dirty words

Marcello Gustavo Torres mgtorres@NUTECNET.COM.BR
Fri Nov 1 06:11:41 EST 1996

At 07:49 10/31/96 GMT, you wrote:
>>Dear Dennis,
>>Do "dirty" words really lose their power after being taken out of the
>>closet?  Many of them have been around for quite some time, including
>>"nigger," [...]
>   As for ethnic slurs, the n-word is a bastardization of "negro," a Spanish
>and Portugese word that in English translates to "black." It has long since
>become extremely loaded, of course, and I would not suggest using it
>casually on this forum.
>   Ray
>P.S.: Richard Pryor may have used that word a lot, but he later distanced
>himself from it. No one, he has said, is called that in Africa.

Interesting points! However, I would like to point out that the
conceptualization of "negro" as a standard translation of "black" in
Portuguese is not correct.

As a matter of fact, the Civil Liberties' Movements in Brazil, including the
Negro organizations, DO STRESS the use of the word "negro" in lieu of
"black" which would translate as "preto." I would go so far as to say they
are extremely CONCERNED of being called "preto" instead of the proper form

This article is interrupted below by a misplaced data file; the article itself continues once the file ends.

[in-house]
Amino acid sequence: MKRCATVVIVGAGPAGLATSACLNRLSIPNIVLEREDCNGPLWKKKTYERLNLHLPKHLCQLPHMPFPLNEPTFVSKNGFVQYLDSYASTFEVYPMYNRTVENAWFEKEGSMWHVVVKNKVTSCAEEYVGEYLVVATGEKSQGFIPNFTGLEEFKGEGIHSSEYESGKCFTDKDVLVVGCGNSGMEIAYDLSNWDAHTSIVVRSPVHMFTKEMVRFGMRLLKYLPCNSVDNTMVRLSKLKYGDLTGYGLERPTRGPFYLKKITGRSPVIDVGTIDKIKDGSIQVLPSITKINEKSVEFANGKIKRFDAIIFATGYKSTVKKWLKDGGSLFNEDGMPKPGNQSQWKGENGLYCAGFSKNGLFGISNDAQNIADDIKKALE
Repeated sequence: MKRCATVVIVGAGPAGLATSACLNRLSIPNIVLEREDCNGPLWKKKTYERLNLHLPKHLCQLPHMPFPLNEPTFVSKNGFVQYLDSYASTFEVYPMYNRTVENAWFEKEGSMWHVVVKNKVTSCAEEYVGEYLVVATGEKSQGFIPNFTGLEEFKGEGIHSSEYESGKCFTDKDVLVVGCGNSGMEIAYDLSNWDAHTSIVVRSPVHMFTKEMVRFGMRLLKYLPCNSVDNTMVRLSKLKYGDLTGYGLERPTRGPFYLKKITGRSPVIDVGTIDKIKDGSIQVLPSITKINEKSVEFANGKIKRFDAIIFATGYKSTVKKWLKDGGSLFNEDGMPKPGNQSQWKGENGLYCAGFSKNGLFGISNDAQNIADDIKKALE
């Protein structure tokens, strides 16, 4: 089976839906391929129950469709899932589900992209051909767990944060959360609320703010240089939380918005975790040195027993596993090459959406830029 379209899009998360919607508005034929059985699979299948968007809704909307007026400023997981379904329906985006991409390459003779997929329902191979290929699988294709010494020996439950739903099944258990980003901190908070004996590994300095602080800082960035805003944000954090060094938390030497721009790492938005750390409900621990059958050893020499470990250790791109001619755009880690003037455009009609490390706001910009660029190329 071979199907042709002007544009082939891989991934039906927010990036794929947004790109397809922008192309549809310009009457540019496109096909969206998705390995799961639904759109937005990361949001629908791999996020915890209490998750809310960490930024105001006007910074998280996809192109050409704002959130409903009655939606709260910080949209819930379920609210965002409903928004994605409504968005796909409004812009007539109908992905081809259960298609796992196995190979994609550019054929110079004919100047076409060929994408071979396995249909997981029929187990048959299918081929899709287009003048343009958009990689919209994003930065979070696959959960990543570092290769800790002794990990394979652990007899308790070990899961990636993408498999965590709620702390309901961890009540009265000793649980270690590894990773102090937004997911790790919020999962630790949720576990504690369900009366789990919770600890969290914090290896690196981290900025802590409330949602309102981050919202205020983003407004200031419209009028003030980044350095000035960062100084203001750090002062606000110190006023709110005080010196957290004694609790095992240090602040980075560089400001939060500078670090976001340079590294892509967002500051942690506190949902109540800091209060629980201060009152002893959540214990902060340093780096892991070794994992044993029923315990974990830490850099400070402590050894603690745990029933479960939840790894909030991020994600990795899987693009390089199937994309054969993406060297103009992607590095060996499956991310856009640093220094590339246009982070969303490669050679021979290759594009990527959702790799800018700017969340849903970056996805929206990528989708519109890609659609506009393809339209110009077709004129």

of "negro!"

One word that does present the fuzzy meaning that you refer to above is
"criolo" which in Brazil - where I live - REALLY has a very pejorative
meaning, inasmuch as "nigger" in the US. As a matter of fact, "criolo," in
Spanish, "criollo," was a word used in the Spanish Colonies of South and
Latin America to indicate anyone who was born in the Colony, whether to
mixed - "mestizo" - or pure Spanish parents.

Changing the subjects!? I have been in this list for 48 hours and have
already learned many things, from BBQ places to sources for "difficult"
records! Amazing!

Best regards!


> Marcello Gustavo Torres >--< mgtorres@nutecnet.com.br <
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